EdgeR cpm: factor of 2 when adjusting library size?
Entering edit mode
mikaelhc • 0
Last seen 5.4 years ago

In EdgeR, the 'log cpm' values are calculated as:
log2(t( (t(x)+prior.count.scaled) / lib.size ))

However, before that the library size is offset as:
lib.size <- lib.size+2*prior.count.scaled

I do not understand the factor of '2'. We add the prior to all counts, so I could understand it if we adjusted the library size by adding the number of genes times the prior, e.g.:
lib.size <- lib.size+(numberOfGenes)*prior.count.scaled

I noticed that voom does something similar:
t(log2(t(counts + 0.5)/(lib.size + 1) * 1e+06))
where we again have a library offset of '1', which is twice the prior.

Can anyone help me out here?

Best, Mikael Christensen

edger cpm • 2.0k views
Entering edit mode
Last seen 2 hours ago
WEHI, Melbourne, Australia

The voom offsets ensure that count/lib.size can never be exactly zero nor exactly one, regardless of the data. Same motivation for edgeR. The offsets are symmetric in that the minimum value for prop =(count+0.5)/(lib.size+1) (the proportion of the library from this gene) is the same as the minimum possible value for 1-prop.

It may help to think of it like this. Let count2 be the number of reads mapping to other genes, count2 = lib.size-count. We offset both count and count2 by the same amount, count.off = count+0.5 and count2.off = count2+0.5, then compute prop = count.off / (count.off + count2.off).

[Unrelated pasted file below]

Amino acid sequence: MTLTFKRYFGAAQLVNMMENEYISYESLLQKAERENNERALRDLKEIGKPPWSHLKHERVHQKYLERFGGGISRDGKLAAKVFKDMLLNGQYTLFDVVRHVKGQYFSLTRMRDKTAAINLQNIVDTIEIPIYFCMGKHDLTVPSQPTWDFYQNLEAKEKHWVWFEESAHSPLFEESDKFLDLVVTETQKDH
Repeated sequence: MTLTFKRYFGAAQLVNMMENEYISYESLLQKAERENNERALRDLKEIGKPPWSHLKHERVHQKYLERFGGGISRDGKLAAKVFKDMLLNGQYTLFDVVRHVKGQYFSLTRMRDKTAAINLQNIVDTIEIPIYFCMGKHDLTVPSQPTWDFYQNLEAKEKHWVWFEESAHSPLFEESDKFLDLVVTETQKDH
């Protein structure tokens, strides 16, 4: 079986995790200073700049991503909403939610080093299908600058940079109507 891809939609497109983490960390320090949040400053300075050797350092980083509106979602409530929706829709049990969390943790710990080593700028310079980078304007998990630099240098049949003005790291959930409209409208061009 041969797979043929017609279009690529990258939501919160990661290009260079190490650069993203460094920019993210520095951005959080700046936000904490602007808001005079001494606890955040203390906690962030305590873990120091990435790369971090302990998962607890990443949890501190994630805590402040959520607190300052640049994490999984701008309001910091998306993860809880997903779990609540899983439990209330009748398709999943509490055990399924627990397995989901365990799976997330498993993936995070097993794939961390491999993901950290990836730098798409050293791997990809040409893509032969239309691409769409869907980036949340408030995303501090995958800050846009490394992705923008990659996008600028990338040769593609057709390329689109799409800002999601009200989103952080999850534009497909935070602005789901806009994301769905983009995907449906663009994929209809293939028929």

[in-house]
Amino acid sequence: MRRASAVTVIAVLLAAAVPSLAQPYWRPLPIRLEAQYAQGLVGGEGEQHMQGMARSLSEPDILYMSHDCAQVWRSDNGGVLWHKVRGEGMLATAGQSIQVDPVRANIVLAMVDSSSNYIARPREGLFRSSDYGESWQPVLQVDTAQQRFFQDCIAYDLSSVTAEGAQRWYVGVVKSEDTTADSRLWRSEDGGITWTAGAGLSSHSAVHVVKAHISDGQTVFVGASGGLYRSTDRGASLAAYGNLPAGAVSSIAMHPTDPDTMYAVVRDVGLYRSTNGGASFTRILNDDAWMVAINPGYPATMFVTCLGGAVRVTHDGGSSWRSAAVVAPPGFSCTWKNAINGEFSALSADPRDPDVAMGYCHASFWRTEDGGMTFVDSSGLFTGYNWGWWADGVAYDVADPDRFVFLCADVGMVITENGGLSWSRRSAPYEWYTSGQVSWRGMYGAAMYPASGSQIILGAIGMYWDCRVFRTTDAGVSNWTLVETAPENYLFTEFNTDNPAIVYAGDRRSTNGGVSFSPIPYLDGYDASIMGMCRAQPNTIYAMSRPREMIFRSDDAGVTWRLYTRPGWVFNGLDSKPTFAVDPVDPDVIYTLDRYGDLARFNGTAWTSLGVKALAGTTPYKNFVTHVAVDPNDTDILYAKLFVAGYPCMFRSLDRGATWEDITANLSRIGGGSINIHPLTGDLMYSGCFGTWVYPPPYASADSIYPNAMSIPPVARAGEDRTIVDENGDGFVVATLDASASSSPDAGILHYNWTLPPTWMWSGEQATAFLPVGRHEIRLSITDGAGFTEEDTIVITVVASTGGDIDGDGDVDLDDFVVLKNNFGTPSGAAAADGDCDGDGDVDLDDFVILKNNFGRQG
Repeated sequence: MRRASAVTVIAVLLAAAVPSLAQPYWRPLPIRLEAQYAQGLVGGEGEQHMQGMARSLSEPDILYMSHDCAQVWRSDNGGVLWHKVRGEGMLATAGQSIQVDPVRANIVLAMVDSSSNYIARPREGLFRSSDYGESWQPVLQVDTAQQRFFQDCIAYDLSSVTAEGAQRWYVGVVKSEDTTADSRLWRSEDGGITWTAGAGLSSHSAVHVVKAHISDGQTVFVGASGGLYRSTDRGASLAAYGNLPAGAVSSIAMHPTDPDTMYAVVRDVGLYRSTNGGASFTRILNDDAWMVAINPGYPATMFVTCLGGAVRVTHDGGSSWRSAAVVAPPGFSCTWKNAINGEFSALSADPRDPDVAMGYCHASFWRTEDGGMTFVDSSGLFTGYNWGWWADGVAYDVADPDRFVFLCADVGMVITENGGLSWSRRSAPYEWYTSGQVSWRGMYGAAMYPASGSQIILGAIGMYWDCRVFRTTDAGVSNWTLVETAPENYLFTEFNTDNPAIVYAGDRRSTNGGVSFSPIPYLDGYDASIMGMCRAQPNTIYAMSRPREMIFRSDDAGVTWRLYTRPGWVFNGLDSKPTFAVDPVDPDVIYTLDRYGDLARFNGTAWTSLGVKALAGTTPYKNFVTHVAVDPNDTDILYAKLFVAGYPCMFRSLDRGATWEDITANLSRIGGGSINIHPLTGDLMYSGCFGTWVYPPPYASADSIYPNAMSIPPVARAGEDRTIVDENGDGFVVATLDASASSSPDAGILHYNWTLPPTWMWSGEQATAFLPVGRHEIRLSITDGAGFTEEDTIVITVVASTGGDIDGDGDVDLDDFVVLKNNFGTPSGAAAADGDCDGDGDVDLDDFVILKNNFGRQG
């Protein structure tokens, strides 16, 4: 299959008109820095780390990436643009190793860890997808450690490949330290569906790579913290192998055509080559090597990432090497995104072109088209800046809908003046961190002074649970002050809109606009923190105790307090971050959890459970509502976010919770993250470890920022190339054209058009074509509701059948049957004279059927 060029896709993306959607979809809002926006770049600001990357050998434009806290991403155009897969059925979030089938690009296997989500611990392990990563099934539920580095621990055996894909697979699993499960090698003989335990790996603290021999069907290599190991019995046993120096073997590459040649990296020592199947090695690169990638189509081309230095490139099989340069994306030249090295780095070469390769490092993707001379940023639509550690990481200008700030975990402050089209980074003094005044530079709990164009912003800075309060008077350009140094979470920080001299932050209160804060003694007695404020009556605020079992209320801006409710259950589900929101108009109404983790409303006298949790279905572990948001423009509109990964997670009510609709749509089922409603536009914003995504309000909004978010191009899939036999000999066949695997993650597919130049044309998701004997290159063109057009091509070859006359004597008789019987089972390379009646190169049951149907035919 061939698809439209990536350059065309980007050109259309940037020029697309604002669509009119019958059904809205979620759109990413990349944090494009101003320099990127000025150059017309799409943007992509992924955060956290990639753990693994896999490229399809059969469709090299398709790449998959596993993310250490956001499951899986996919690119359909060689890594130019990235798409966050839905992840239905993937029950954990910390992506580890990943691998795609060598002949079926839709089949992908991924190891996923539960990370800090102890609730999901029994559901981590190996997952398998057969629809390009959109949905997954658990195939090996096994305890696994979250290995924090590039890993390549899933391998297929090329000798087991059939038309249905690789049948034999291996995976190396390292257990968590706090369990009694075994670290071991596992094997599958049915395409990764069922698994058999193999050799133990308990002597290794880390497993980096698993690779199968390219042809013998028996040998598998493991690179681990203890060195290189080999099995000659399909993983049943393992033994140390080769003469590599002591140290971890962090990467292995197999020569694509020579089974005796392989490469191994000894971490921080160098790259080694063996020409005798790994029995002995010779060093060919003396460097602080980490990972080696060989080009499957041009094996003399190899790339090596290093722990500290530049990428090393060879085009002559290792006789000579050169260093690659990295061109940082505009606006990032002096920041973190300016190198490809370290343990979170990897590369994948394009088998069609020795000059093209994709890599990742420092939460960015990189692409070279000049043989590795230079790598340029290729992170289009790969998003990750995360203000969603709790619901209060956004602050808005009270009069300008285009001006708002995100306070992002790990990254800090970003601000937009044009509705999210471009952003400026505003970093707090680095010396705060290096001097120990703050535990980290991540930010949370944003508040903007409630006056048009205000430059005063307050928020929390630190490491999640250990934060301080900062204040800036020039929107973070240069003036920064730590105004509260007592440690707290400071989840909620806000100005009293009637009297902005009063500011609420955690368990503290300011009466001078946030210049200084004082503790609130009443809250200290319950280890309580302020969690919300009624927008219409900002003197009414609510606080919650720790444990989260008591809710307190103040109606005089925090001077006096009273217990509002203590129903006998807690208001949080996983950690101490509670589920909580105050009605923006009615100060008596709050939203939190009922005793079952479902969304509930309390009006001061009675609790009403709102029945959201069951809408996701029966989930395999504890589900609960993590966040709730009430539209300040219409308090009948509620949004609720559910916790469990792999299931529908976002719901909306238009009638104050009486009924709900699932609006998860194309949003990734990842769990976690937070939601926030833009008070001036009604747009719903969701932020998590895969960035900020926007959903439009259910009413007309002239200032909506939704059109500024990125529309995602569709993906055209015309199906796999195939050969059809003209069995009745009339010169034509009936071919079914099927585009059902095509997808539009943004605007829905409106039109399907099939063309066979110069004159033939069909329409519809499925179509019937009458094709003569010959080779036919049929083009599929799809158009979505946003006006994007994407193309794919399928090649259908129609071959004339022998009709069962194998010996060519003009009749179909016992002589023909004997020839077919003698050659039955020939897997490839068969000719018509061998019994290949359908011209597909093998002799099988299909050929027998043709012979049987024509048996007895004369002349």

Hence the factor of 2 in edgeR -- this arises because the offset is being applied both to count and to count2.

If you want more statistical background, look up the "empirical logistic transformation".

From an inferential point of view, the prior count applies to each count observation separately. It does not translate into a global increase of the library size.

Entering edit mode
Aaron Lun ★ 26k
Last seen 22 hours ago
The city by the bay

That's a good question to which I once knew the answer, but that has since been lost to the mists of time. (In my defence, I didn't write the function in the first place.) I do remember a couple of salient points, though:

  • We don't use lib.size <- lib.size+prior.count.scaled in order to avoid the obviously paradoxical situation of every gene approaching a CPM of a million (i.e., containing all reads in the library) when the lib.size approaches zero. Now, while the sum of the CPMs across all genes is still greater than a million with twice the prior count added, it's not so overtly silly as before.
  • Regarding the previous point; if we wanted to be fully consistent, then I suppose we would use something like nrow(x)*prior.count.scaled. However, this really increases the strength of the prior. For example, a prior count of 0.5 would become something like 5000 added to the library size when you have 10000 genes. In standard RNA-seq applications this mightn't matter when your library sizes are in the millions, but in other situations this won't be the case. For example, in some single-cell RNA-seq data sets, we deal with library sizes below 10000. And if I were to use, say, genomic windows instead of genes, I could be talking about millions of rows in x.

So I guess, the choice of 2 is just the best compromise between the two concerns above. Of course, it's largely academic because if your data is any good you should be nowhere near single digits for your library size.

Entering edit mode
mikaelhc • 0
Last seen 5.4 years ago

Thanks for replying so quickly - it makes more sense now! I will also try looking at the empirical logistic transformation.

Best, Mikael.


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